Vikings stuck playing waiting game for NFL’s decision on Peterson
Adrian Peterson (right) and his attorney Rusty Hardin speak to the media after pleading no contest to an assault charge last Tuesday. Peterson avoided jail time in a plea agreement to resolve his child abuse case.
EDEN PRAIRIE, Minn. – While the Minnesota Vikings returned from their bye without star running back Adrian Peterson, the NFL Players Association is trying to push the league for Minnesota’s all-time leading rusher to be reinstated.
The players’ union filed an "expedited, non-injury grievance" Monday on behalf of Peterson, who is still on the commissioner’s exempt list. Peterson can only be removed from the list by commissioner Roger Goodell, but agreed to the special exemption in September when he was charged with injuring his 4-year-old son from punishing the boy with a tree branch.
As part of the agreement signed on Sept. 18, the NFLPA says Peterson should be reinstated after finishing his case in court when he pleaded no contest last week to misdemeanor reckless assault.
Yet, the NFL has said it will review Peterson’s case under the personal conduct policy and he will remain inactive until the review has taken place.
"We asked the NFL to honor the terms of that agreement last week and as of now, they have failed to respond or comply," the NFLPA said in a statement Monday. "It is our obligation to protect all players’ rights, and we will pursue any and all breaches of any contract between a player and his team or the NFL."
Later on Monday, the league released its own statement in response.
"We have received the NFLPA’s grievance on behalf of Adrian Peterson," the NFL’s statement began. "We have honored our commitment to Mr. Peterson and the NFLPA not to process or impose any discipline until the criminal charges pending in Texas were resolved. When Mr. Peterson decided not to contest criminal charges, we promptly advised both him and the NFLPA that we were prepared to consider what, if any, discipline should now be imposed under the Personal Conduct Policy. We asked Mr. Peterson and his representatives, including the NFLPA, for relevant information. We have not received any of the requested information, but remain prepared to schedule a hearing and make a determination as quickly as possible based on as much information as available."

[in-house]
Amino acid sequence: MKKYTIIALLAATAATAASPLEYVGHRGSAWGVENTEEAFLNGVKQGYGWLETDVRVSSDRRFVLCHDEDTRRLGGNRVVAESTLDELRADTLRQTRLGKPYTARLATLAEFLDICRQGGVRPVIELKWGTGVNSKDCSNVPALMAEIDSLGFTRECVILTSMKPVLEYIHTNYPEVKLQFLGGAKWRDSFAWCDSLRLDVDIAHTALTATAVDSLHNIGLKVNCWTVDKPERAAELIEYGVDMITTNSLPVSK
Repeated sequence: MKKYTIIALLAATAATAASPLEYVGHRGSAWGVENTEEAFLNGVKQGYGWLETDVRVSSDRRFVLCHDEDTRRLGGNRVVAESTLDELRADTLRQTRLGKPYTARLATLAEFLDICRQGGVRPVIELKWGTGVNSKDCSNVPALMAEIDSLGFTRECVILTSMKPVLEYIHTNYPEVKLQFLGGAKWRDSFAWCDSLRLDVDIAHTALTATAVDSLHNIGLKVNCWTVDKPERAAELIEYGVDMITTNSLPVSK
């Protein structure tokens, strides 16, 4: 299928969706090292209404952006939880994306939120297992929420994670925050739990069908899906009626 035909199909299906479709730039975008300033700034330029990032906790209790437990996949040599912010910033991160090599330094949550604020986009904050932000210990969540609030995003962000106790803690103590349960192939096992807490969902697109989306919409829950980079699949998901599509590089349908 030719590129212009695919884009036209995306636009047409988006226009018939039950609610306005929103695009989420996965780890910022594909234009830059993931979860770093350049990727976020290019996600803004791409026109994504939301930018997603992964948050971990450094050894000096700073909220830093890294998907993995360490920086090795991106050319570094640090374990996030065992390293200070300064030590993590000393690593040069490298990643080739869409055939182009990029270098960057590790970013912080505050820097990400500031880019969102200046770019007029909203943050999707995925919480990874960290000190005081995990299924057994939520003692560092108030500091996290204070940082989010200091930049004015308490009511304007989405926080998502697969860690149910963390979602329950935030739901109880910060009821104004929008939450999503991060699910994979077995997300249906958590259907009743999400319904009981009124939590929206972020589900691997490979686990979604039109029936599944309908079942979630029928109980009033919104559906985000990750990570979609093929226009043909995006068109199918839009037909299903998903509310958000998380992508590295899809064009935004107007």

According to FOX Sports’ Mike Garafolo, the collective bargaining agreement allows for four expedited grievances per year and both sides are supposed to work in "good faith" to do so before the next game.
Minnesota returns from a bye with a game at Chicago on Sunday.
"We support him, but the whole thing is out of our hands," Vikings coach Mike Zimmer said Monday.
Minnesota, at least for now, is deferring to the league in regard to Peterson’s status. Before Zimmer finished Monday’s practice and met with the media, the team released a statement.
"In regards to Adrian Peterson’s status with the Minnesota Vikings, at this time his potential reinstatement is under NFL guidelines," the statement reads. "As an organization, we respect and understand the league’s process. In the interim, our focus is on the team and preparing for this weekend’s game against the Bears."
Zimmer said the team hasn’t been provided a timetable for a decision by the league.
"We just prepare like he’s not going to be here, until we hear differently," Zimmer said.
Peterson has played one game this season, rushing for 75 yards in a season-opening, 34-6 win at St. Louis. He was paid while he remained away for the past nine weeks, though the league is still weighing further discipline.
Zimmer refused to speculate how the team might handle Peterson if he were reinstated.
"I’m not going to deal with the hypotheticals of what the NFL says, or the league says, it’s regarding the regulations and when those decisions are made," Zimmer said. "Then we can make decisions. Until then, really our hands are tied, there’s really nothing we can do about it, other than what I’ve said all along.
"We love the kid, he’s done everything I’ve asked him to do and we support him and we want him to get through this for him, then we will worry about all of the other things we have to deal with at that point in time."
In pleading no contest last week, Peterson is no longer facing any legal action. He was ordered to pay a $4,000 fine and related court costs, and serve 80 hours of community service. As part of a plea agreement, Peterson is on a two-year probationary period.
The players association contends Peterson should be allowed to return to the team.
"Our union worked with the NFL, the Minnesota Vikings and Adrian’s representatives on a mutual agreement pending the adjudication of his legal case," a statement from the NFLPA read last week. "Now that his legal matter is resolved, we believe it is Adrian’s right to be treated in a manner that is consistent with similar cases under our collective bargaining agreement. We will pursue any and all remedies if those rights are breached."
Players continued to preach support of Peterson and said the three-time All-Pro running back would be welcomed back to the team if reinstated.
"Definitely, we want him here, without a doubt," tackle Phil Loadholt said. "Really you just got to play. It’s not in our hands right now, so we let the people that take care of that, take care of it and we just have to prepare like we have been."
Receiver Greg Jennings said the team has to continue to proceed as it has the past nine weeks and that Peterson’s continued saga won’t be a distraction.
"Think we’ve been down this road, so guys are locked into what we need to get done," Jennings said. "If he walks through those doors, we’ll be excited. If he’s not, he hasn’t been here, so this is the expectation that we have, that we have to move on without him."